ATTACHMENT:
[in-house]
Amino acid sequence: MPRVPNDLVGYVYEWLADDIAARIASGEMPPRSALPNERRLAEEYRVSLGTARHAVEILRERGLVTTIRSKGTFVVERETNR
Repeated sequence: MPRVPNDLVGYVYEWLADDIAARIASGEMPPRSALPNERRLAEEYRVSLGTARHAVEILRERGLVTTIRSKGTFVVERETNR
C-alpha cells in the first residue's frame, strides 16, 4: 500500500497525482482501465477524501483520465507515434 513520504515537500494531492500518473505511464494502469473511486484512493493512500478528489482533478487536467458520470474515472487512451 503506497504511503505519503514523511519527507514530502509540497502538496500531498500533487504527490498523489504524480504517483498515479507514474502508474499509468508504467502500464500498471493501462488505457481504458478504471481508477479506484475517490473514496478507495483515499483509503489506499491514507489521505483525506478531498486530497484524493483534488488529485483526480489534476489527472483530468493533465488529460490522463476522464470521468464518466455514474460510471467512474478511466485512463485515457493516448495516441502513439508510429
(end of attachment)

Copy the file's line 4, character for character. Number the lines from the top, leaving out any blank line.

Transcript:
C-alpha cells in the first residue's frame, strides 16, 4: 500500500497525482482501465477524501483520465507515434 513520504515537500494531492500518473505511464494502469473511486484512493493512500478528489482533478487536467458520470474515472487512451 503506497504511503505519503514523511519527507514530502509540497502538496500531498500533487504527490498523489504524480504517483498515479507514474502508474499509468508504467502500464500498471493501462488505457481504458478504471481508477479506484475517490473514496478507495483515499483509503489506499491514507489521505483525506478531498486530497484524493483534488488529485483526480489534476489527472483530468493533465488529460490522463476522464470521468464518466455514474460510471467512474478511466485512463485515457493516448495516441502513439508510429